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"Look, can we stop talking like this? I'm getting very dizzy."

In this inverse of the Round Table Shot, there is only one subject around whom the camera circles (usually on a Dolly track), so as to provide a rotating view from all sides. Sometimes gives the impression that the subject is spinning.

This was a particularly common shot in music videos during the 1980s.

Orbital Kiss is a common subtrope. The Orbital Shot is often used in Bullet Time. See also Dizzy Cam, which is an Orbital Shot done with a handheld camera at a distressing speed.

Not to be confused with Kill Sat, which is an entirely different kind of orbital shot.

Examples of Orbital Shot include:


Anime & Manga

  • In the final episode of Steel Angel Kurumi 2, the animators' virtual camera does an Orbital Shot around Nako as she performs in the cello competition.
  • This happens in Death Note, during a personal confrontation between L and Light.
  • The ninja teams in the second opening of Naruto.
  • There is one in Ouran High School Host Club around Renge, when she accuses the members of the male club of not being good enough.
  • In the opening of the second season of K-On!, there is an orbital shot around the whole band as they're playing in the music room.
  • This is seen in the first episode of Fate/Zero, as Kirei is told about the Holy Grail War.


Film

  • In Bad Boys 2, when the villain calls the heroes to inform them that he holds the lead girl (who happens to be one hero's sister and the other's girlfriend) hostage, the camera does a dramatic Orbital Shot as one of them delivers the punchline "Shit just got real!"
  • Sent up in Hot Fuzz, where the camera spins around the protagonists as they deliver these immortal lines:

 Angel: You're a doctor. Deal with it.

Danny: Yeah, motherfucker.

  • Parodied in Superhero Movie: Dragonfly and the Hourglass confront each other while the camera spins around...making both of them rather dizzy.
  • Famously, The Matrix during Bullet Time.
  • Used during Pita's kidnapping in Man On Fire.
  • In the Twilight film, this happens whenever Bella and Edward stand beside each other, to denote the seriousness of their conversation. It got really annoying, really fast.
  • Done to excess in the final rendition of 'This Is Me' in Camp Rock when Shane and Mitchie meet on the middle of a catwalk-esque podium to sing.
  • The forced Mind Meld between Spock and Valeris in Star Trek VI: The Undiscovered Country
  • The Joker and Rachel in The Dark Knight "You wanna know how I got these scars?"
  • In the just-begging-for-a-Riff Trax horror film Darkhunters, there is a scene where a demon is holding Carol Miller by her jacket and pulling her up to his face, and while they talk the camera is constantly panning around them. It's not a continuous shot but a series of half-orbits around the two of them, zoomed in close to their faces. Watch it here starting at 51:50. It lasts nearly three minutes, so have a bucket handy...
    • Dizziness exacerbated by forcing you to read subtitles during the whole thing!
  • A fairly brilliant one in Murder in the First, orbiting a cell set in the middle of a room. Thanks to flyaway walls, the camera appears to move in and out of the cell.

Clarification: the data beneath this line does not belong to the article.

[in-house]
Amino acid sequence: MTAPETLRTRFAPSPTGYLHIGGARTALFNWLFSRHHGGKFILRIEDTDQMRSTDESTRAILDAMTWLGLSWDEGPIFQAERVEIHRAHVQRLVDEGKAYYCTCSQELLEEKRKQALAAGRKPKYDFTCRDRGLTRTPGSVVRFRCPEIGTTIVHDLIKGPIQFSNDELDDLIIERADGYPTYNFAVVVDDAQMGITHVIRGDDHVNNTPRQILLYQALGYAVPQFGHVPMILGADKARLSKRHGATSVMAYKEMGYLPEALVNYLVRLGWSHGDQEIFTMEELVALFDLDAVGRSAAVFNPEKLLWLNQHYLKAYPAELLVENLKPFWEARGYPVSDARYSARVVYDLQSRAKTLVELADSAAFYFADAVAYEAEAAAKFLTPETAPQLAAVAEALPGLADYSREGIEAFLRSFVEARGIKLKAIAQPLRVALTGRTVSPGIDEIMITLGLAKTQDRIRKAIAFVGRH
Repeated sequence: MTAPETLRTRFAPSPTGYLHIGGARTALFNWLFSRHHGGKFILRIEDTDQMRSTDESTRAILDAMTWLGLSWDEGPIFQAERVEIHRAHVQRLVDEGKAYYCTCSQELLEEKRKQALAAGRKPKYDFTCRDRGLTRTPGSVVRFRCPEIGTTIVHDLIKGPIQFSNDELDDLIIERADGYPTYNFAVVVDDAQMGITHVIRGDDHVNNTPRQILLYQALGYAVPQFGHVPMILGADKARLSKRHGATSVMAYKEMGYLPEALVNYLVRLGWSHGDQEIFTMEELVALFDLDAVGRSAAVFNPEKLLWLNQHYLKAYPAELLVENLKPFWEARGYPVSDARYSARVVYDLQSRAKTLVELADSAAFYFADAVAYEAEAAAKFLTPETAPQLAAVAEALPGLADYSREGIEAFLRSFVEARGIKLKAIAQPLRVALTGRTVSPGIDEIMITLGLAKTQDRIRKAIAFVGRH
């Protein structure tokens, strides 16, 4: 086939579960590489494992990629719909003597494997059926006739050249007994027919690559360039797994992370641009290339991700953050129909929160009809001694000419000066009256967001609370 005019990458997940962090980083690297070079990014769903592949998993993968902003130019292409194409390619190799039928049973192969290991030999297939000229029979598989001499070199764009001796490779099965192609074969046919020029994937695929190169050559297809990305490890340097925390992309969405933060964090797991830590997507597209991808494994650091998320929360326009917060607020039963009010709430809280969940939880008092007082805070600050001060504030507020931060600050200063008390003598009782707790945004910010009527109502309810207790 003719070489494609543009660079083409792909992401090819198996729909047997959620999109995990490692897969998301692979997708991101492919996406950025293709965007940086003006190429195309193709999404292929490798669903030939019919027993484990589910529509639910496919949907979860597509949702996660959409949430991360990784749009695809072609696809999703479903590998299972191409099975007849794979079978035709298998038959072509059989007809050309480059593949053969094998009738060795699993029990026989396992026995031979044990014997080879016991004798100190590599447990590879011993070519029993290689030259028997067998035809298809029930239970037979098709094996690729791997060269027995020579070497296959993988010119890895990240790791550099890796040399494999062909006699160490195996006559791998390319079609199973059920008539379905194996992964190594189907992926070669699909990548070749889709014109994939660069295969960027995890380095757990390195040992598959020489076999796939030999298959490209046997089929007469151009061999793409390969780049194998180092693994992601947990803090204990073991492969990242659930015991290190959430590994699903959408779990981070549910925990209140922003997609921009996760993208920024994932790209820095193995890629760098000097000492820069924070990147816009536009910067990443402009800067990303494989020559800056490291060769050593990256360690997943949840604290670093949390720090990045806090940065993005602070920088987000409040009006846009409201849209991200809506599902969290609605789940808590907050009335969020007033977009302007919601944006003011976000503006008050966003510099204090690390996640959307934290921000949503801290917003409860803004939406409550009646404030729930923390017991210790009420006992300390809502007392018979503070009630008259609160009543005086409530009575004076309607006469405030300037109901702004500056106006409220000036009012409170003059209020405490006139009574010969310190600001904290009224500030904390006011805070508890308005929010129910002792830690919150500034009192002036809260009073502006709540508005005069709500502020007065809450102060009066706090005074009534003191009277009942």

• Abused a lot in House of the Dead, during the big zombie fight scene.
  • A long one at the climax of Talk Radio.


Live Action TV

  • Frequently used on Lost when "the whispers" are heard, including a shot of Sayid first hearing the whispers in "Solitary."
  • The final scene of the Battlestar Galactica episode "Pegasus".
  • Happens in the last episode of Carnivale while Ben is healing people, spliced with the scene of the ferris wheel spinning.
  • The Buffy the Vampire Slayer episode Lie To Me, when Ford is inviting Buffy to come into his trap.
  • Occasionally used on Myth Busters to intro a special guest (such as the Navy pilot who took Adam up for the sonic boom vs glass tests).
  • Used on the 2009 version of V in episode 5 when Anna talks to someone.
  • Glee loves this technique, especially during solos.
  • Used during several episodes in the Korean Series You Are Beautiful.


Music

  • Rick Astley's Lights Out music video makes EXTENSIVE use of the orbital shot, with mind-dizzying action lasting for almost the entire video.


Video Games

  • Used in one of the later conversations with Jack in Mass Effect 2, when the camera rotates around her as she tells Shepard about her boyfriend's sacrifice and the effect it had on her.
  • Super Smash Bros Brawl's Subspace Emissary mode uses this once, when Ness pulls a Big Damn Heroes moment and destroys Pokey's statue.
  • Happens when you idle in Fallout 3, Oblivion, and Morrowind.


Webcomics

  • Megatokyo did this in five panels, in the middle of a fight in a crowded nightclub. It's about as confusing as you'd expect, and it's entirely possible to miss the fact that it's the camera that's rotating, not Kimiko.


Western Animation

  • In the finale of Danny Phantom, Danny and Sam get one during a romantic moment.
  • Used forebodingly in Watership Down, when Hazel's group are inside Cowslip's warren. They're bunched up in the middle of a large chamber with multiple entrances, and the perspective rotates around the room, looking at them through each entrance in turn. It's creepy, because two or three resident rabbits crouch anxiously inside each tunnel, out of the newcomers' view, and are eavesdropping on their conversation.
  • In Shrek, during a fight, as a Shout-Out to The Matrix.
  • Attempted by Bloo in Foster's Home for Imaginary Friends as he was making a movie about... something.
  • Used in the The Legend of Korra episode "The Revelation" when Korra and Mako are fighting some chi-blockers.
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